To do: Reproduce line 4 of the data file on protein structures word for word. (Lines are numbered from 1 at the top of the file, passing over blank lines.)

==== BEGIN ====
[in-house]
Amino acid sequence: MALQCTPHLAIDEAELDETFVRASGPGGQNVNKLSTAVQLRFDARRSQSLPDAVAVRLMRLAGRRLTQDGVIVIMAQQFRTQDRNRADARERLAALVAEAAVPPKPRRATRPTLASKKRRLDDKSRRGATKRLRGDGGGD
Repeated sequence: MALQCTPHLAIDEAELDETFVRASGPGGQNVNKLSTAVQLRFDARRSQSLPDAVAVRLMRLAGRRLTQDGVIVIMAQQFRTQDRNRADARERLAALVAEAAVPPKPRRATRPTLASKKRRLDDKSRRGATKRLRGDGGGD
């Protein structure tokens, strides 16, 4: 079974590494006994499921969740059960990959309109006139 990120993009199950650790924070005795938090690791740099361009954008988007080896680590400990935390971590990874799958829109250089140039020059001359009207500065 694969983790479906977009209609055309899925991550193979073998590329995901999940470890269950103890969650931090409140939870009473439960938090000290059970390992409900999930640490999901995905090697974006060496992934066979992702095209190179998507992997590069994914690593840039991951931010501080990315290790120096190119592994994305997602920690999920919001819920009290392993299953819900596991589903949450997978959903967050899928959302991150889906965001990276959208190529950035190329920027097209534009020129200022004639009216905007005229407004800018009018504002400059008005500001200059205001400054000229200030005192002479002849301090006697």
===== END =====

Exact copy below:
């Protein structure tokens, strides 16, 4: 079974590494006994499921969740059960990959309109006139 990120993009199950650790924070005795938090690791740099361009954008988007080896680590400990935390971590990874799958829109250089140039020059001359009207500065 694969983790479906977009209609055309899925991550193979073998590329995901999940470890269950103890969650931090409140939870009473439960938090000290059970390992409900999930640490999901995905090697974006060496992934066979992702095209190179998507992997590069994914690593840039991951931010501080990315290790120096190119592994994305997602920690999920919001819920009290392993299953819900596991589903949450997978959903967050899928959302991150889906965001990276959208190529950035190329920027097209534009020129200022004639009216905007005229407004800018009018504002400059008005500001200059205001400054000229200030005192002479002849301090006697």